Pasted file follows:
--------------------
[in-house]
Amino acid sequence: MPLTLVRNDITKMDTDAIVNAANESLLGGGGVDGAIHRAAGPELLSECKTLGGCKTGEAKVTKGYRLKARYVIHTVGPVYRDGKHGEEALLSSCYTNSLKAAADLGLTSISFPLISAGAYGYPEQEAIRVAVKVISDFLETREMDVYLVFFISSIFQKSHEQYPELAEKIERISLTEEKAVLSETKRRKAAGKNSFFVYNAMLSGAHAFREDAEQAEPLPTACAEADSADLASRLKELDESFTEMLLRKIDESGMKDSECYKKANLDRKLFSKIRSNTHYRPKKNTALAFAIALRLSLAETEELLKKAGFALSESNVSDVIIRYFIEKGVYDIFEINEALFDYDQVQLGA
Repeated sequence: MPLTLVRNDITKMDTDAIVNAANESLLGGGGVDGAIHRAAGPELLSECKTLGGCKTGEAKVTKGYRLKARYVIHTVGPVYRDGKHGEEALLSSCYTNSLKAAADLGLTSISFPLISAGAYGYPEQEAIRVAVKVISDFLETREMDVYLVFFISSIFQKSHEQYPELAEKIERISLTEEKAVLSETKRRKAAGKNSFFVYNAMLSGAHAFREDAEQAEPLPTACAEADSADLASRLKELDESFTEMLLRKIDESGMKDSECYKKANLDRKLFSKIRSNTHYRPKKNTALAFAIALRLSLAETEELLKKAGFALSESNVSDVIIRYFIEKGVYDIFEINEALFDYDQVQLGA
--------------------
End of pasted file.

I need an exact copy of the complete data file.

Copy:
[in-house]
Amino acid sequence: MPLTLVRNDITKMDTDAIVNAANESLLGGGGVDGAIHRAAGPELLSECKTLGGCKTGEAKVTKGYRLKARYVIHTVGPVYRDGKHGEEALLSSCYTNSLKAAADLGLTSISFPLISAGAYGYPEQEAIRVAVKVISDFLETREMDVYLVFFISSIFQKSHEQYPELAEKIERISLTEEKAVLSETKRRKAAGKNSFFVYNAMLSGAHAFREDAEQAEPLPTACAEADSADLASRLKELDESFTEMLLRKIDESGMKDSECYKKANLDRKLFSKIRSNTHYRPKKNTALAFAIALRLSLAETEELLKKAGFALSESNVSDVIIRYFIEKGVYDIFEINEALFDYDQVQLGA
Repeated sequence: MPLTLVRNDITKMDTDAIVNAANESLLGGGGVDGAIHRAAGPELLSECKTLGGCKTGEAKVTKGYRLKARYVIHTVGPVYRDGKHGEEALLSSCYTNSLKAAADLGLTSISFPLISAGAYGYPEQEAIRVAVKVISDFLETREMDVYLVFFISSIFQKSHEQYPELAEKIERISLTEEKAVLSETKRRKAAGKNSFFVYNAMLSGAHAFREDAEQAEPLPTACAEADSADLASRLKELDESFTEMLLRKIDESGMKDSECYKKANLDRKLFSKIRSNTHYRPKKNTALAFAIALRLSLAETEELLKKAGFALSESNVSDVIIRYFIEKGVYDIFEINEALFDYDQVQLGA